Aldomet, when added to propranolol16
Anabolic steroids, mild dose-related hypertensive effect8
Bromocriptine, cases of severe hypertension8
Bupropion, may exacerbate baseline hypertension17
Carbamazepine, may aggravate hypertension18
Clonidine, rebound withdrawal generally at doses >1.2 ì/day19
Clozapine, pseudopheochromocytoma syndrome19
Cyclosporin, increased volume retention and renal afferent arteriolar construction; BP up in 25%–30% of nontransplant and 50%–80% of solid organ transplant patients20,21
Danazol, mild dose effect8
Disulfiram, slight BP effect8
Ergot alkaloids, vasoconstriction8
Erythropoietin, SVR increase, BP effect usually within 3 months of dialysis initiation, nonprecise correlation with hematocrit rise21,22
Fentanyl, transient BP rise8
Fluoxetine, serotonin syndrome with MAOIs23
Glucagon, when used for GI and radiologic procedures8
Glucocorticoids, affecting both circulating volume and vascular resistance24
Indinavir, poor retrospective study25
Ketamine, may be a transient severe BP elevation8
Ketoconazole, mimic of primary hyperaldosteronism8
Leflunomide, new disease-modifying drug for rheumatoid arthritis26
Levodopa, following suicidal ingestion8
MAOIs, interaction effect with over-the-counter medications and high tyramine foods8
Meperidine, serotonin syndrome with MAOIs23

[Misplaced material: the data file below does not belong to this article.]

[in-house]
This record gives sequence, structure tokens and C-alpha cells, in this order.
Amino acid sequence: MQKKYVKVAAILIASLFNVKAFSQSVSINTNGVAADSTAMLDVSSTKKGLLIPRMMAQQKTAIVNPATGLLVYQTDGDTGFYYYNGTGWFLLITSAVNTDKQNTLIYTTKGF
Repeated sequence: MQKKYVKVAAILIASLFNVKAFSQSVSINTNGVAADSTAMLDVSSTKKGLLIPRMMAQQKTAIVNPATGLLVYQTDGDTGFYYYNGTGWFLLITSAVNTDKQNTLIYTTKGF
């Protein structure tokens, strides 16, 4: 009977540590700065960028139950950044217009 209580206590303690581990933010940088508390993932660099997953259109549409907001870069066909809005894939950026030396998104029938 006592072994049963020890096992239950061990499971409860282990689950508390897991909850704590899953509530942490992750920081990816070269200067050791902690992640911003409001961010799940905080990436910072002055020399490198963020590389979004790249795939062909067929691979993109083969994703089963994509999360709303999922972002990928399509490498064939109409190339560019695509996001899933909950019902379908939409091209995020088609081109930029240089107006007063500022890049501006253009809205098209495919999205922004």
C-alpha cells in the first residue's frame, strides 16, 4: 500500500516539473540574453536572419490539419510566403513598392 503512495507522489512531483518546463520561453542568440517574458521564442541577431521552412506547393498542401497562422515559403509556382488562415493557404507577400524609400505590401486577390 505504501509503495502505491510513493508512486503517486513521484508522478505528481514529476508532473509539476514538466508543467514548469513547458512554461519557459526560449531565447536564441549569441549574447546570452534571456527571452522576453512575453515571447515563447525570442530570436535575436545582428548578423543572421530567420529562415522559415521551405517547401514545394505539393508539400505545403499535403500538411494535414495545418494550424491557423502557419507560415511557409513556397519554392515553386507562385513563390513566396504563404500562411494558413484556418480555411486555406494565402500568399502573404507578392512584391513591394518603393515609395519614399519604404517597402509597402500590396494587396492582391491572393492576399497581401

Methylphenidate
Mineralocorticoids, even topical administration may cause hypertension associated with hypokalemia, alkalosis, and low renin/aldosterone levels8
Naloxone, transient BP rise8
NSAIDs, mild effect in two meta-analyses1,2
Oral contraceptives, mild sustained hypertension may be severe8
Phenylpropanolamine, removed from market27
Pindolol, related to intrinsic sympathomimetic activity8
Propranolol, rare paradoxical reactions, especially in hypoglycemic diabetics28–30
Ritodrine
Sibutramine
SSRIs, serotonin syndrome with MAOIs31
TCAs, though these agents are more commonly associated with postural hypotension8
Testosterone, topical application in one case report associated with hematocrit rise32
Yohimbine, acute dose-dependent BP effect8
Venlafaxine, dose related nonadrenergic BP effect33
BP=blood pressure; SVR=systemic vascular resistance; MAOIs=monoamine oxidase inhibitors; GI=gastrointestinal; NSAIDs=nonsteroidal anti-inflammatory drug; SSRIs=selective seratonin reuptake inhibitor; TCAs=tricyclic antidepressants